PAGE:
Wednesday, October 10, 2007

Visiting C-PAN at Deakin University, Melbourne Australia

This week I am a guest at the Behavioural Epidemiology group of the Centre for Physical Activity and Nutrition Research (C-PAN; please see, Deakin University, Melbourne Australia. This group really does work of great interest to ring behavioural nutrition and physical activity research a few steps further. In their work on explaining and promoting healthful nutrition and physical activity behaviours, they have adopted a social ecological perspective, and a main focus is on social and physical environmental determinants of these behaviours. Socio-economic differences in these behaviours is another topic that they excel in. Their studies include children and adults, observational and intervention studies. Productive as they are, they appear rather relaxed, taking plenty of time to discuss their work, but also making sure that I am well-fed and that I have a bike during my stay to attend to my cycling addiction. The groups is led by professor David Crawford and Drs. Jo Salmon, Kylie Ball and Anna Timperio. You should check out their work, for example via pubmed (see ).
Although you see quite some cyclists in Melbourne, I suspect that these are the really dedicated few. The cycling infrastructure is not that good. There are some very nice bike routes, especially the main Yarra trail, along the Yarra river, but cycling for transport is something else. Not many designated bike lanes, and if you do encounter one, they are often used to park cars…See and for more information on cycling in Melbourne and the Melbourne city bike plan.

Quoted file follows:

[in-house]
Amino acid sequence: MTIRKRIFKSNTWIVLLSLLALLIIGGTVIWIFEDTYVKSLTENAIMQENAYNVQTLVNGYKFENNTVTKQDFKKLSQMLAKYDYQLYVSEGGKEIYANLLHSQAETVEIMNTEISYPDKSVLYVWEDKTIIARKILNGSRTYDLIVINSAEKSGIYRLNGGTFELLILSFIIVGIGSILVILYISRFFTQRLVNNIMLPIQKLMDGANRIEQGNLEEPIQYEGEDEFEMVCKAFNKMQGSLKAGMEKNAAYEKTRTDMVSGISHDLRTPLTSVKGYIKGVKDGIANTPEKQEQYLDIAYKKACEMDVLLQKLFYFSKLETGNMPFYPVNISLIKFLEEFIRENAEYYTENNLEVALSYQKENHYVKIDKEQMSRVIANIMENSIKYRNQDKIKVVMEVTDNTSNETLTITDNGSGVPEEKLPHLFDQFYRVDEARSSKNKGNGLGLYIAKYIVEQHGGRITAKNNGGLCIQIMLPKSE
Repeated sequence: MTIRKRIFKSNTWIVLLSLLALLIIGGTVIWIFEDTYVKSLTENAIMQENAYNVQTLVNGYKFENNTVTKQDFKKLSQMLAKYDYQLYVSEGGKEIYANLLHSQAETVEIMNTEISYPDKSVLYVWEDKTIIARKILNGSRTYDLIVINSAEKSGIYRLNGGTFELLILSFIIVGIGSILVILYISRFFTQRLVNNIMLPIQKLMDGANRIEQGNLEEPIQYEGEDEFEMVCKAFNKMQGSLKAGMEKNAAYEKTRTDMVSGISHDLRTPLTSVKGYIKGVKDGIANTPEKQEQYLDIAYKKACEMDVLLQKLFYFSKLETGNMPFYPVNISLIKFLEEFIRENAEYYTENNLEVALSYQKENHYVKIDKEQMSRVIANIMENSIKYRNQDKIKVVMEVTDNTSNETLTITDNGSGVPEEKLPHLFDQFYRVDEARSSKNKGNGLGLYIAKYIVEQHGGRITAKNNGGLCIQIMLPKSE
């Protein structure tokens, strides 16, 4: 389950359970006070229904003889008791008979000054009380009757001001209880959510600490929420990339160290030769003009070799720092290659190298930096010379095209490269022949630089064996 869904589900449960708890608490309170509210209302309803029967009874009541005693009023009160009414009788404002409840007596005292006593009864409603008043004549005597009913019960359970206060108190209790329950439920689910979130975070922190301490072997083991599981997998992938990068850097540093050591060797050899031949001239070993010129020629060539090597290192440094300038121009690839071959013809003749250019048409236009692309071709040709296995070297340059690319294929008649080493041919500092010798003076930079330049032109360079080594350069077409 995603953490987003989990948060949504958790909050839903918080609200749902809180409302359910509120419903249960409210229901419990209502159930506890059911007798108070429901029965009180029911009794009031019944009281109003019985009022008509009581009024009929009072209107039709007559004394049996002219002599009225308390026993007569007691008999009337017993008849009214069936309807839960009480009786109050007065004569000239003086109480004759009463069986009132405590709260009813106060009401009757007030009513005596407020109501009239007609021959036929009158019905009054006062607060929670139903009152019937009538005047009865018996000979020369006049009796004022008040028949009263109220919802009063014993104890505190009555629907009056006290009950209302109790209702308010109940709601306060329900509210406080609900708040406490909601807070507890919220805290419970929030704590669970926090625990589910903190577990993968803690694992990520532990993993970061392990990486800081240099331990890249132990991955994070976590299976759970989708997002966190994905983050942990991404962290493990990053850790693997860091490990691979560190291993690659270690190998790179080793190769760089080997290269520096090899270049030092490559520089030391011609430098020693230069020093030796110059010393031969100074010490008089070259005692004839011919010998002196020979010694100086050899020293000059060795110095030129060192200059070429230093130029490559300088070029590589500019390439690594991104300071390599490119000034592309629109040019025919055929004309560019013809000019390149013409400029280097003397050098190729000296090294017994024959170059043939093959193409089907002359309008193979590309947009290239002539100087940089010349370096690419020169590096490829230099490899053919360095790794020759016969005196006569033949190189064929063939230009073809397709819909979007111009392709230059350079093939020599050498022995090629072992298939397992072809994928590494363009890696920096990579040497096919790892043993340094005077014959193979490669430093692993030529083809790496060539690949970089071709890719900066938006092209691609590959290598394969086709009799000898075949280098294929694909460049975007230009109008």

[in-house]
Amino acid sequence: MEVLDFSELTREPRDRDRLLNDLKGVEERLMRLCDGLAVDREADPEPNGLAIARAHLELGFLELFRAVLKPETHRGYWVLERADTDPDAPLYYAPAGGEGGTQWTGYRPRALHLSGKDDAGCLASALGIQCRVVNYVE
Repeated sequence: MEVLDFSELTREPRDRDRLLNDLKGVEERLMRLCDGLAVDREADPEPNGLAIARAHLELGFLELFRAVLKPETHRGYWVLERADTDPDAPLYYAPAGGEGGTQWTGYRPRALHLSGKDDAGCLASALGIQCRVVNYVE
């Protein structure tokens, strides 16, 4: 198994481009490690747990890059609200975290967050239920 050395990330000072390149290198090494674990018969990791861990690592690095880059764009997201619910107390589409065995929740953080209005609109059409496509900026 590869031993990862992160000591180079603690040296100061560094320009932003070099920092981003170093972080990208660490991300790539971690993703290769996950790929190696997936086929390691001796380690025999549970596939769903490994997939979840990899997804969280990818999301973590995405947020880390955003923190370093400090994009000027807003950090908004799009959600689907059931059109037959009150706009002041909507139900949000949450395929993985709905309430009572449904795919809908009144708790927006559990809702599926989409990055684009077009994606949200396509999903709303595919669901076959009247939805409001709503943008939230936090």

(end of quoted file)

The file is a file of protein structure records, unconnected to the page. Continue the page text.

Monday, October 8, 2007

A new chair in epidemiology of common mental disorders

On Friday October 5, Professor Brenda Penninx gave her inaugural address for her new position as professor of epidemiology of common mental disorders. Professor Penninx coordinates the Netherlands Study of Depression and Anxiety disorders, a large-scale and unique longitudinal study primarily focussed on two of the most common mental disorders: depression and anxiety disorders. During her address, Brenda Penninx provided a clear overview of some recent results from this ongoing study and her plans for further research in the years to come. She touched upon her research showing the associations between these mental disorders and other important burdens of disease, such as cardiovascular conditions, as well as with lifestyle determinants such as nutrition, physical activity and smoking habits. A few years ago she received a VIDI grant for her work from the Netherlands organisation for Scientific Research, NWO, one of the most prestigious grants available (see and se is also a member of the ‘Young Academy of the Netherlands Academy of the Royal Dutch Academy of Arts and Sciences (see and Professor Penninx work is part of the Common Mental Disorders program of the EMGO Institute, and her work illustrates very nicely the fruitful interdisciplinary and interfaculty collaboration within our institute. She works with colleagues from the Psychiatry, Clinical Psychology and General Practitioners departments in mapping causes and effects of common mental disorders, and in exploring and evaluating ways for prevention and early treatment.